Tuesday, 28 December 2010

Game Of 2010: Limbo

I was reminded of Limbo's brilliance not through another recent playthrough, but over a conversation at that most venerable of institutions, the office Christmas party. In fact, I haven't played Limbo since launch week, such is the indelible impression it can leave on even the most jaded of gamers. Actually, that last bit isn't true.

It's beautiful monochrome aesthetic has also been held up as a sign of indie gaming's innate conservatism, and the resolutely unforgiving gameplay is considered by many, not unfairly, a little too old-school in its punishment, a touch regressive when compared to the likes of Braid.

But I fear this is missing the point. Limbo is a game of memory - the use of memory that it demands on you, the player, and pointedly the memories it leave you with once the small yet perfectly-formed experience ends. "Have you seen that game Limbo?!" my excited colleague asked. "Yes, yes I have", I replied, jumping onto the restaurant's table whilst punching the air. There wasn't another game quite like it in 2010.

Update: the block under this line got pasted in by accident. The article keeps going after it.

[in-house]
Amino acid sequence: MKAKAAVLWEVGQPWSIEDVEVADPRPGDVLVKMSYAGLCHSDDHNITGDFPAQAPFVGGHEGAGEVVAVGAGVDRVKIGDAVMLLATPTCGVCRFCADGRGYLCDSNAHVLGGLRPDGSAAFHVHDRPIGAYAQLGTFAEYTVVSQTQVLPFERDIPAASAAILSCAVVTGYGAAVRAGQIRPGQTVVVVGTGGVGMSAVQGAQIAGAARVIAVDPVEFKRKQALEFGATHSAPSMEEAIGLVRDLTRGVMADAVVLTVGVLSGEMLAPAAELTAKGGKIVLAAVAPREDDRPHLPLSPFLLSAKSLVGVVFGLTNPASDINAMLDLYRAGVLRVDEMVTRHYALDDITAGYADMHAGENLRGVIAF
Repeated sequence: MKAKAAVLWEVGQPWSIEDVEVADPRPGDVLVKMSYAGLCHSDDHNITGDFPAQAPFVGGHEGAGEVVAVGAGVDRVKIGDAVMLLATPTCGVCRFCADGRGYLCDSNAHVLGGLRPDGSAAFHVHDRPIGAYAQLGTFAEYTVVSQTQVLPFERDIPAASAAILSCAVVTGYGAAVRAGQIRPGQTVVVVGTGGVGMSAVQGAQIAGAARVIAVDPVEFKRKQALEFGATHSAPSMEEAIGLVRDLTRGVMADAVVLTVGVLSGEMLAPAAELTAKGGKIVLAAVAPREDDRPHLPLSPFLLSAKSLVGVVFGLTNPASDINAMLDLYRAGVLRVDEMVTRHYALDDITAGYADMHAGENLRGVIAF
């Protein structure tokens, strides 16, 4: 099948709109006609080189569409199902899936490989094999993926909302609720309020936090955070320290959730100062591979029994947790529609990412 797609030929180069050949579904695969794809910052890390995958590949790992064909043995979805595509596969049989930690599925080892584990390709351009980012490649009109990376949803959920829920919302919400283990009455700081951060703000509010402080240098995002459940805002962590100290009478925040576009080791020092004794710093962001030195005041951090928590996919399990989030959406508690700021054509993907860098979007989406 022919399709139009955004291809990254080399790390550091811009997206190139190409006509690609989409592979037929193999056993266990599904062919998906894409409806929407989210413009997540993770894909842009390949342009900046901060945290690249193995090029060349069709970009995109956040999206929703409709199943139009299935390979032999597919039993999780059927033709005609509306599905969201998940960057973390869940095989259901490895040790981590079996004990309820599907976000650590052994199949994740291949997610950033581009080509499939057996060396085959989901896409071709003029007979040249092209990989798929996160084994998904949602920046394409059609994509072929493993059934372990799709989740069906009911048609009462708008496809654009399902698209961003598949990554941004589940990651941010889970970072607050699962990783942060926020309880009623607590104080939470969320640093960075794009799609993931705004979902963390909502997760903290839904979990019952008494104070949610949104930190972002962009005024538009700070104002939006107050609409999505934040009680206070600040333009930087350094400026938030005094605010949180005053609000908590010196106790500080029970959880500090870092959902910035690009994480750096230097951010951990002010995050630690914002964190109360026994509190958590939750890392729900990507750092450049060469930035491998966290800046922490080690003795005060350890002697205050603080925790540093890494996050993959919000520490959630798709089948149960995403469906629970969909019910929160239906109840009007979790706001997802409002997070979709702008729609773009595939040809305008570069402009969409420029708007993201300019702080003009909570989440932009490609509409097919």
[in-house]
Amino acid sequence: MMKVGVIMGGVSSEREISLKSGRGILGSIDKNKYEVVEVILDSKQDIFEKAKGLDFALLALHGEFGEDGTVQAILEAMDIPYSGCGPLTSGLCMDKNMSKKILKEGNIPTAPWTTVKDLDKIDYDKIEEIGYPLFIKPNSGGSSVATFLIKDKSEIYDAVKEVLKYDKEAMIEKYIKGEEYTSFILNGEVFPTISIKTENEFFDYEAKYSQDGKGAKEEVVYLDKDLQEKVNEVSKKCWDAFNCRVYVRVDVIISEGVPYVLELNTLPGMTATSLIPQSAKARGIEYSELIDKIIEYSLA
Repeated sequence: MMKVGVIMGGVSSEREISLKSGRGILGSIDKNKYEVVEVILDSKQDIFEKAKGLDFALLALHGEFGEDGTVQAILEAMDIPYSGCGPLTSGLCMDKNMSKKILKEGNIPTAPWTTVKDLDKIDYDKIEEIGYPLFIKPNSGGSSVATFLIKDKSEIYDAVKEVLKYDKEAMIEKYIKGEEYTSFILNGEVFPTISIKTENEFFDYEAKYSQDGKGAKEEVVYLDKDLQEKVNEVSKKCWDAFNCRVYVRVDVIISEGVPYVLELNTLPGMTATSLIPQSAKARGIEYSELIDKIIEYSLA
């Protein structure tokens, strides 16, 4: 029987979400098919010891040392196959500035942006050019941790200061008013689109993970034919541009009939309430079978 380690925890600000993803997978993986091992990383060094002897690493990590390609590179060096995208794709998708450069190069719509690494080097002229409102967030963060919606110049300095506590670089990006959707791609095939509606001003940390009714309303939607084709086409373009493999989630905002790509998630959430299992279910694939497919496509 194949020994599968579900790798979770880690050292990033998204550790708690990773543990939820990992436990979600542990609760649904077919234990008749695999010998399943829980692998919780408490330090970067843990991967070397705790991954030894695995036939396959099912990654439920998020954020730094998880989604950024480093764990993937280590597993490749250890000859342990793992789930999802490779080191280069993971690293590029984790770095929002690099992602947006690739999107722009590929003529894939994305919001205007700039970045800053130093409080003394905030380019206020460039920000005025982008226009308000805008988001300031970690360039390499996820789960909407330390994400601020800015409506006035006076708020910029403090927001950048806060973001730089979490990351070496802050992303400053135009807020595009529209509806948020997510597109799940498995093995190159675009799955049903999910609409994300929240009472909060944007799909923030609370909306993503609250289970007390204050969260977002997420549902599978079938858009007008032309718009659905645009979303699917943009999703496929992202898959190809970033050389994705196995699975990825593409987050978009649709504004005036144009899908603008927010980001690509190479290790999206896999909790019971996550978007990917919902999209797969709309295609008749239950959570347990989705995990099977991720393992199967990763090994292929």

You can read my original review of Limbo here.

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